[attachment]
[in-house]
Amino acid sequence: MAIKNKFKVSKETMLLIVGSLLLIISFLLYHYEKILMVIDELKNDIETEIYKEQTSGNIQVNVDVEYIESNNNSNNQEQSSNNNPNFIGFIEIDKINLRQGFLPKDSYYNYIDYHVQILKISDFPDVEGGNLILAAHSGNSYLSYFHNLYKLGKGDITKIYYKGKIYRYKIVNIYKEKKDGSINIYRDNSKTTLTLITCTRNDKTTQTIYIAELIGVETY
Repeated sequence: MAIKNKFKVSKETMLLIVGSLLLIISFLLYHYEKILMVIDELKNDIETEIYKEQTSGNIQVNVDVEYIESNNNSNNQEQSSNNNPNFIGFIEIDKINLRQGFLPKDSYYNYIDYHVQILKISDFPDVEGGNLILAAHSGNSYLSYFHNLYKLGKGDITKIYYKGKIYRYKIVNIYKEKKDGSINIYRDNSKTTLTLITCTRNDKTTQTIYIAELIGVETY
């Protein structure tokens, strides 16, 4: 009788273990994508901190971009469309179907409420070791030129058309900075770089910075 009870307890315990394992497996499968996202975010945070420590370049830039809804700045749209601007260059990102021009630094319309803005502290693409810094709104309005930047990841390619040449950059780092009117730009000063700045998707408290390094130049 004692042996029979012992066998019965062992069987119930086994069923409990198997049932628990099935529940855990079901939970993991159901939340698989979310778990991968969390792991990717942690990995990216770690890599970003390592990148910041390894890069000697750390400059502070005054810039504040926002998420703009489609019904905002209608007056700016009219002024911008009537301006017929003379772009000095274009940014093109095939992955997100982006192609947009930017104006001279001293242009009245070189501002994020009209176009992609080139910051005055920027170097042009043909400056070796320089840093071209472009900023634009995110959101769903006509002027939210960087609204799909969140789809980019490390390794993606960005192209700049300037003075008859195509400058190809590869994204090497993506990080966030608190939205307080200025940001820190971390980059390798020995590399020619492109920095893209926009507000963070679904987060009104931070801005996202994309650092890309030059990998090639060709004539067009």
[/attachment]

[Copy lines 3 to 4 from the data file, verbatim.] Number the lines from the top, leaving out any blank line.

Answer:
Repeated sequence: MAIKNKFKVSKETMLLIVGSLLLIISFLLYHYEKILMVIDELKNDIETEIYKEQTSGNIQVNVDVEYIESNNNSNNQEQSSNNNPNFIGFIEIDKINLRQGFLPKDSYYNYIDYHVQILKISDFPDVEGGNLILAAHSGNSYLSYFHNLYKLGKGDITKIYYKGKIYRYKIVNIYKEKKDGSINIYRDNSKTTLTLITCTRNDKTTQTIYIAELIGVETY
């Protein structure tokens, strides 16, 4: 009788273990994508901190971009469309179907409420070791030129058309900075770089910075 009870307890315990394992497996499968996202975010945070420590370049830039809804700045749209601007260059990102021009630094319309803005502290693409810094709104309005930047990841390619040449950059780092009117730009000063700045998707408290390094130049 004692042996029979012992066998019965062992069987119930086994069923409990198997049932628990099935529940855990079901939970993991159901939340698989979310778990991968969390792991990717942690990995990216770690890599970003390592990148910041390894890069000697750390400059502070005054810039504040926002998420703009489609019904905002209608007056700016009219002024911008009537301006017929003379772009000095274009940014093109095939992955997100982006192609947009930017104006001279001293242009009245070189501002994020009209176009992609080139910051005055920027170097042009043909400056070796320089840093071209472009900023634009995110959101769903006509002027939210960087609204799909969140789809980019490390390794993606960005192209700049300037003075008859195509400058190809590869994204090497993506990080966030608190939205307080200025940001820190971390980059390798020995590399020619492109920095893209926009507000963070679904987060009104931070801005996202994309650092890309030059990998090639060709004539067009």